Sue Perkins A copy of a much-anticipated memoir and an evening with one of our funniest presenters, for less than the RRP of the book? What a treat. Everything Sue touches turns to broadcasting gold, from Radio 4’s Dilemma and Just a Minute to TV hits Mel and Sue, the Supersizers series with Giles Coren and, of course, The Great British Bake Off. Her book promises to answer such questions as ‘Does orchestral conducting simply involve waving your arms around?’ (Yes, the way I do it) and ‘Is Mary Berry real?’ (it’s complicated).
That Was the Coalition That Was In 2010 the UK found itself with its first coalition government since the war. Assembling a top panel to look back at the last five years and, in the midst of party conference season, look ahead, the participants include: Norman Baker, Lib Dem MP for Lewes until he lost his seat in May, served in that government at the Home Office and tells his story in Against The Grain; Guardian commentators Polly Toynbee and Ann Treneman published Cameron’s Coup earlier this year; and All In This Together is the coalition as told by the Times’ very funny parliamentary sketch writer, David Walker. From AV to the Scottish referendum, via tuition fees and public spats – how will we fit it into an hour?
Other Friday highlights: Britain’s first Green MP Caroline Lucas, Stephen Church on King John and the Magna Carta
Jessica Fellowes on Downton Now this is something special: an hour with the official chronicler of all things Downton Abbey – a sought-after writer and speaker in her own right, and niece of the hit series’ creator, Julian Fellowes. Unsurprisingly, Jessica is a big draw on both sides of the Atlantic, speaking at venues including Canterbury Cathedral, The Royal Horseguards and Washington’s National Press Club – and, now, the historic Fawley Court, built in 1684 and closed to the public for the last 175 years. Jessica discusses her latest book, The Wit & Wisdom of Downton Abbey, plus a preview of the upcoming Downton Abbey: A Celebration, which marks the final episodes of the much-loved show.
Other Saturday highlights: Caitlin Davies on swimming the Thames, Ben Fogle on Labradors
Alan Tomkins: Stars & Wars Love cinema? Then this is the event for you. A 40-year career that began with being draughtsman on Bond classic, Dr No, finished with Alan as senior art designer on Christopher Nolan’s blockbuster, Batman Begins. His movie credits include Lawrence of Arabia, 2001, Saving Private Ryan, Robin Hood: Prince of Thieves and The Empire Strikes Back, which rightly earned him an Oscar nomination. Join Alan to hear what it’s like working with directors including David Lean, Oliver Stone, Stanley Kubrick, Steven Spielberg, Franco Zeffirelli and Clint Eastwood, as he discusses Stars and Wars, his book of unpublished film artwork and behind- the scenes photographs.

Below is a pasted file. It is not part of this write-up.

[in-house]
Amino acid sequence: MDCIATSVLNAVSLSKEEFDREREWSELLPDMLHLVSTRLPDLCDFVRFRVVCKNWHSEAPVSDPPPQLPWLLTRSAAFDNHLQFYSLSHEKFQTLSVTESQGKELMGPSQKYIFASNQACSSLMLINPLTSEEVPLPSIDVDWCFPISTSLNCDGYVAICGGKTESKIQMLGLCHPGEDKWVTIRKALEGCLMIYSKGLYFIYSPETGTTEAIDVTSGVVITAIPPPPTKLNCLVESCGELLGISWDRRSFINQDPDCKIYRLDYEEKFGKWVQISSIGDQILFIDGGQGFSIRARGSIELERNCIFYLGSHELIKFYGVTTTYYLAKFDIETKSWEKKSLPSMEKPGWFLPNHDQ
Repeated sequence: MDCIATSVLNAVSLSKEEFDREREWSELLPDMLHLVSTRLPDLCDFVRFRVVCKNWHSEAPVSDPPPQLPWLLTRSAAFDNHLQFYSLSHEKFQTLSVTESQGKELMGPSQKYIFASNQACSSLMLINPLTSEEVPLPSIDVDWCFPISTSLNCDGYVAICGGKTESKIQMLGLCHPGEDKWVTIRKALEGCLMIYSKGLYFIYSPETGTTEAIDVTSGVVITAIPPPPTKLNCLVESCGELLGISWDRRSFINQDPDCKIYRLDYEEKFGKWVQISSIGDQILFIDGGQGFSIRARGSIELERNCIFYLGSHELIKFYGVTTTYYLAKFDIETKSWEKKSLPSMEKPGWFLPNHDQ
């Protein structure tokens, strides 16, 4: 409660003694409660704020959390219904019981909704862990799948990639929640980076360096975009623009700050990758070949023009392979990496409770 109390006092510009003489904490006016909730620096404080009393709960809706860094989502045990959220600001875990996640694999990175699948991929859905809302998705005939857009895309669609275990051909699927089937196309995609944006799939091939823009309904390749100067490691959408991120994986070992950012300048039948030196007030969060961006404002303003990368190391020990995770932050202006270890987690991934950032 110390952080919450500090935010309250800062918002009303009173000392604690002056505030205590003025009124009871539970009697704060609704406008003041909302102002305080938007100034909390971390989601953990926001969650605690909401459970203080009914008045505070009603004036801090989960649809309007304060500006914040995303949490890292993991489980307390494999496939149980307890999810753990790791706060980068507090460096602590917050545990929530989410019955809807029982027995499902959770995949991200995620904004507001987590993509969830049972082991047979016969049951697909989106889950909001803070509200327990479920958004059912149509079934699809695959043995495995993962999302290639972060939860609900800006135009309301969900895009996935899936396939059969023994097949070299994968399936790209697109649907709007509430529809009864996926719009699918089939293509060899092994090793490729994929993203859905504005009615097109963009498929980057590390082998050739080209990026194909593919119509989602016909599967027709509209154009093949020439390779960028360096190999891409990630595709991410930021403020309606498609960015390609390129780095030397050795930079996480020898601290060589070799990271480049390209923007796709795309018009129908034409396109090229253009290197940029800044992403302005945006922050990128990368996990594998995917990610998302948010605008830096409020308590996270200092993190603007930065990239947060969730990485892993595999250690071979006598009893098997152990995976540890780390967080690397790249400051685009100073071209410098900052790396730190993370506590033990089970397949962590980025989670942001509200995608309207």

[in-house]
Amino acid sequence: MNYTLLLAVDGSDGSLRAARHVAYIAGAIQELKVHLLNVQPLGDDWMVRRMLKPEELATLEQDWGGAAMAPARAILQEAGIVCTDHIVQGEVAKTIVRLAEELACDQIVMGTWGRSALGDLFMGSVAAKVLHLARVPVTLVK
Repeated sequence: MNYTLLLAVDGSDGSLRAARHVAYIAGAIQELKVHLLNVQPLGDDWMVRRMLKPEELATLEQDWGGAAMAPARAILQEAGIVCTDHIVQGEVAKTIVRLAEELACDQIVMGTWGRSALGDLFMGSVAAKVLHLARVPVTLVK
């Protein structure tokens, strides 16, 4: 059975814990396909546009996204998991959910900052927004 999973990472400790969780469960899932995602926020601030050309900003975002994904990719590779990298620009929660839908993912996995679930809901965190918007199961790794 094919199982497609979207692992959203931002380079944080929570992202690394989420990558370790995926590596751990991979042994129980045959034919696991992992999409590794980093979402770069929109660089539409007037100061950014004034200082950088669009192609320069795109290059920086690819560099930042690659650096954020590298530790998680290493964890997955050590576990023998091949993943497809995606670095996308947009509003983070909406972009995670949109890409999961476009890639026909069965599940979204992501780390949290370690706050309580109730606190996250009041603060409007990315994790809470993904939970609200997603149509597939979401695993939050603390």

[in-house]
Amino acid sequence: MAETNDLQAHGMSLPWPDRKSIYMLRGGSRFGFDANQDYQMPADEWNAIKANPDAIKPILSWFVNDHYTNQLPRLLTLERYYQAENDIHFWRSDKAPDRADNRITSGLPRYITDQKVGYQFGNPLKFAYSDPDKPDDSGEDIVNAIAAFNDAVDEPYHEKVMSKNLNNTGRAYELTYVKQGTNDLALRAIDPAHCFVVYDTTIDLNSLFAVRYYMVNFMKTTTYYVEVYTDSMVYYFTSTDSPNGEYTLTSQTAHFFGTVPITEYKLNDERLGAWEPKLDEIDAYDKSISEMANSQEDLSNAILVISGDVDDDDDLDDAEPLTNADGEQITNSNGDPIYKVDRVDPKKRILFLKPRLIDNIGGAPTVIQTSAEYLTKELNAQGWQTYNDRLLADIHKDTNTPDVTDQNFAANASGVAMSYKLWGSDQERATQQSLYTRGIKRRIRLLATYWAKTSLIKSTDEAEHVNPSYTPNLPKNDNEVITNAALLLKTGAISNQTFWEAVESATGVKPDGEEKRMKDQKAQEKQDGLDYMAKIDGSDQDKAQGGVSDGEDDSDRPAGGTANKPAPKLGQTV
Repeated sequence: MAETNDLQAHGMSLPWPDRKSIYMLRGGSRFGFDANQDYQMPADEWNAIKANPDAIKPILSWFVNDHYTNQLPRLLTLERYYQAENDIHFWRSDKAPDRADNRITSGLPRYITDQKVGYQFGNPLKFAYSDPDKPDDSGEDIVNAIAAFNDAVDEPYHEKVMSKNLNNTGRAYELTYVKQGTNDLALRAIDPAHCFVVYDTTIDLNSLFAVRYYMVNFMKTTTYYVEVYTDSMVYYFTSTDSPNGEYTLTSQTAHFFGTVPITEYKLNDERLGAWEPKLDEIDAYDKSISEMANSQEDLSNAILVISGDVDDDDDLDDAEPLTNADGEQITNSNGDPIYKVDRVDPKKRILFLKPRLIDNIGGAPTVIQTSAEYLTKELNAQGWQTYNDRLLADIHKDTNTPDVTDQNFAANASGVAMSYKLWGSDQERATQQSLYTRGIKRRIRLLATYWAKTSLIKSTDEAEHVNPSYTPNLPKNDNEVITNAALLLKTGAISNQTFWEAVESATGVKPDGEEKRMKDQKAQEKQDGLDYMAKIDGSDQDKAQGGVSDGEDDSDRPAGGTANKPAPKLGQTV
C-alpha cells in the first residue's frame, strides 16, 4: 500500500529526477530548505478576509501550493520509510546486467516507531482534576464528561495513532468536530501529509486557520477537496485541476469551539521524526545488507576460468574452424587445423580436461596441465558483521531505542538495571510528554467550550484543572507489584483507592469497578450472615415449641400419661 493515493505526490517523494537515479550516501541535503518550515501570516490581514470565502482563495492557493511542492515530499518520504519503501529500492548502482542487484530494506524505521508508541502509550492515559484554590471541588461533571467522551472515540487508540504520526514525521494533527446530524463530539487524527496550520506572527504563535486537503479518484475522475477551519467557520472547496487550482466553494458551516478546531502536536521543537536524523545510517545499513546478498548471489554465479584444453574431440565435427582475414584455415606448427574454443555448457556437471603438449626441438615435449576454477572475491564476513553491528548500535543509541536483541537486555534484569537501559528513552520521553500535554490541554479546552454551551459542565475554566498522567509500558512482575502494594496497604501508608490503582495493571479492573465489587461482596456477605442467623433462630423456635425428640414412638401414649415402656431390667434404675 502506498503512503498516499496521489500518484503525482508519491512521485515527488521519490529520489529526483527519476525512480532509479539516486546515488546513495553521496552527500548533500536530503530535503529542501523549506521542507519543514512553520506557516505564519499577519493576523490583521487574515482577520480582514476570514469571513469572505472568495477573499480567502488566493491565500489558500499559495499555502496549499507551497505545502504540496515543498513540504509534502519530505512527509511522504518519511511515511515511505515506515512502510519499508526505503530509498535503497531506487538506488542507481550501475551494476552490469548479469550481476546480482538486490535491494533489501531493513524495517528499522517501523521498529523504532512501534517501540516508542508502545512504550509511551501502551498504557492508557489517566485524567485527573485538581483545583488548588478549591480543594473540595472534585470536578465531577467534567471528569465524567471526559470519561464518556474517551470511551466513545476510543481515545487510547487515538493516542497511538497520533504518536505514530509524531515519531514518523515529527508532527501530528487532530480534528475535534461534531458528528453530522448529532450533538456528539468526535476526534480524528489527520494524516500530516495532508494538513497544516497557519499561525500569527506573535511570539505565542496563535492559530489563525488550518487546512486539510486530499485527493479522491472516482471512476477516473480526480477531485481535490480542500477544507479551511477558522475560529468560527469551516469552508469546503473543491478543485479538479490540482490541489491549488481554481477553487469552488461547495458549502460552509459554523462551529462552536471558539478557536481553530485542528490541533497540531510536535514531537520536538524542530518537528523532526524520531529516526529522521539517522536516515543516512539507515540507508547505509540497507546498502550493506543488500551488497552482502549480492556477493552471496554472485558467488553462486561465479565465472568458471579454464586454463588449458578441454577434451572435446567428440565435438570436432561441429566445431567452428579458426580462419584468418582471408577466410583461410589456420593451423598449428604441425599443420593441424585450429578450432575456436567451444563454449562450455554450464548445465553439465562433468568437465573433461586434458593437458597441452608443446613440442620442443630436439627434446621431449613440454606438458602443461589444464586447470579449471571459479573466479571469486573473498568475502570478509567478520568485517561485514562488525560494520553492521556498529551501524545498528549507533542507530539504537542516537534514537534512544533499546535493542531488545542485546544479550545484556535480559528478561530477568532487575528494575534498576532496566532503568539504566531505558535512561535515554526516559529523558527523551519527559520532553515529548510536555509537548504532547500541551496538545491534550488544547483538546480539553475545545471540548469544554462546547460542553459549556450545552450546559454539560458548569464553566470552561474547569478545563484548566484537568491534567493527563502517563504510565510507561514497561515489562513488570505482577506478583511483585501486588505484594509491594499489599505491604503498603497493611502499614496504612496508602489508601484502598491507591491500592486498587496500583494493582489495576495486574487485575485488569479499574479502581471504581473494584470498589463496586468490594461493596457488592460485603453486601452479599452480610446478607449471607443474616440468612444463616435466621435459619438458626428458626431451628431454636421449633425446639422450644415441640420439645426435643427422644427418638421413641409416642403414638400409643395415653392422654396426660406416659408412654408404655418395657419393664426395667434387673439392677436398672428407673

Brian Blessed The very definition of larger than life. With his booming voice, huge frame and electric personality, Brian has been entertaining us for nearly 60 years. He burst onto the scene in TV’s Z-Cars and has enjoyed a career that has included a stint in the original production of Cats, works by Shakespeare, Peppa Pig – and, of course, Flash Gordon. From growing up as the son of a miner in Goldthorpe to nearly causing an international incident when meeting the Emperor of Japan, via falling for Katherine Hepburn and winning round George Lucas for a part in Star Wars, Brian will look back on an action-packed life in his inimitable, boisterous style. Oh, and he also sparred with Mohmammed Ali, attempted to climb Everest three times and became the oldest man to trek to the magnetic North Pole. A real national treasure and the embodiment of all things Arbuturian comes to Henley to talk about his aptly named memoir, Absolute Pandemonium. Henley’s Alive!!
The 9th Henley Literary Festival runs from Monday 28th September to Sunday 4th October 2015. For a complete programme of events and to book tickets, visit www.henleyliteraryfestival.co.uk
And hurry! Entries for the Story in a Teacup competition close on Monday 31st August 2015. For entry details, visit the website.